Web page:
Dan, this is why I get frustrated with your comments. You are insistent on creating your own set of claims so you can try to tear them down. I NEVER said these dots were “disconnected” or that we were recreating the wheel. You seem to think we’ve wandered on some “aha” moment here or something when the simple reality is that we’re just explaining the SBE and taking it further than most MMTers do (or just don’t explain very clearly). It’s an important explanation (very), but not something new and I have no idea why you think we think it’s new. MMT doesn’t emphasize production in my opinion. I am just trying to show readers that production matters just as much as or more than demand. Trying to provide a broader perspective. Maybe you think MMT emphasizes production just fine, but I don’t agree. That’s not some “aha” moment. It’s just my way of explaining things.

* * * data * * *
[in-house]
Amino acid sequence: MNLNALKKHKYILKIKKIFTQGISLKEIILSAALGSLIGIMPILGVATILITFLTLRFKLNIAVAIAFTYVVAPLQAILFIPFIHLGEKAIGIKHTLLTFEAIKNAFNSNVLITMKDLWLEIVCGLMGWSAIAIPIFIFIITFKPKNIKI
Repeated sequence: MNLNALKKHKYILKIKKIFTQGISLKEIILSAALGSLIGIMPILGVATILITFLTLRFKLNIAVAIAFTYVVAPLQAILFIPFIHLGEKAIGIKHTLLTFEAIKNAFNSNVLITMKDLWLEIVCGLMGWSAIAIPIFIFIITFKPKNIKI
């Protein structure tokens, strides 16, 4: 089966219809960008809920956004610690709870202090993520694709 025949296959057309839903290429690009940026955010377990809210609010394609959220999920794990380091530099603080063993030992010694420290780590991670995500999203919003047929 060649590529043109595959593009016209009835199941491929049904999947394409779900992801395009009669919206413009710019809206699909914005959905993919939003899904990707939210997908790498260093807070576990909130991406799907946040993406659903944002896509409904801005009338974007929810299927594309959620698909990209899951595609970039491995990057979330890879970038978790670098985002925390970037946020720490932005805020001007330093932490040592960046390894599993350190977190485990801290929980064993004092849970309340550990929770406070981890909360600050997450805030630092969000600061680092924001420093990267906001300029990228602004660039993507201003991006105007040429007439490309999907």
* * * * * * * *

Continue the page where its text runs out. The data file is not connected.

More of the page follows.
As I’ve always said, all I am doing is explaining the system to readers. I don’t know what bone you’re trying to pick here, but there’s no meat on it… You guys get so defensive with EVERYONE. It’s really tiresome. I am so sick of being attacked by MMTers for things that aren’t even threats to them. But as usual, MMTers are getting snippy over something that they shouldn’t be getting snippy about….You guys need to learn how to work with other people. If you can’t win over the people who are essentially on your side then you’re totally screwed with everyone else. Just some friendly advice to keep in mind if you want MMT to go mainstream. Maybe all this time spent arguing with me (over nothing) is better spent on Scott Sumner’s website?

  • AK